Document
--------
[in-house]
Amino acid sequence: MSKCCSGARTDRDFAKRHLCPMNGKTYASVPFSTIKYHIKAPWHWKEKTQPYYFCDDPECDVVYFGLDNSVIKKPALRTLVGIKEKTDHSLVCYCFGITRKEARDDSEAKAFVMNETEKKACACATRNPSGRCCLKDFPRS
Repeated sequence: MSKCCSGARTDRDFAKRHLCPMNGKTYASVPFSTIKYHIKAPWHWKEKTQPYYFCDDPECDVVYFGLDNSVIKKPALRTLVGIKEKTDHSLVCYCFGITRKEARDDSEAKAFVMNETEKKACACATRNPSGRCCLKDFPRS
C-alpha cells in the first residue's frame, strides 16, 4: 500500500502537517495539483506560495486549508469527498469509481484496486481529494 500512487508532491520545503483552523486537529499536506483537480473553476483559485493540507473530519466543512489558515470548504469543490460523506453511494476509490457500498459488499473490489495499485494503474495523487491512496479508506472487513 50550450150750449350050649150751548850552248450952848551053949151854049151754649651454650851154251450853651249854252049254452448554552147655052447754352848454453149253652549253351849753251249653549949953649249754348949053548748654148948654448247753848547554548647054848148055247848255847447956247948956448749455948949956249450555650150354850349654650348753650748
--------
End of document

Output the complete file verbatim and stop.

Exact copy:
[in-house]
Amino acid sequence: MSKCCSGARTDRDFAKRHLCPMNGKTYASVPFSTIKYHIKAPWHWKEKTQPYYFCDDPECDVVYFGLDNSVIKKPALRTLVGIKEKTDHSLVCYCFGITRKEARDDSEAKAFVMNETEKKACACATRNPSGRCCLKDFPRS
Repeated sequence: MSKCCSGARTDRDFAKRHLCPMNGKTYASVPFSTIKYHIKAPWHWKEKTQPYYFCDDPECDVVYFGLDNSVIKKPALRTLVGIKEKTDHSLVCYCFGITRKEARDDSEAKAFVMNETEKKACACATRNPSGRCCLKDFPRS
C-alpha cells in the first residue's frame, strides 16, 4: 500500500502537517495539483506560495486549508469527498469509481484496486481529494 500512487508532491520545503483552523486537529499536506483537480473553476483559485493540507473530519466543512489558515470548504469543490460523506453511494476509490457500498459488499473490489495499485494503474495523487491512496479508506472487513 50550450150750449350050649150751548850552248450952848551053949151854049151754649651454650851154251450853651249854252049254452448554552147655052447754352848454453149253652549253351849753251249653549949953649249754348949053548748654148948654448247753848547554548647054848148055247848255847447956247948956448749455948949956249450555650150354850349654650348753650748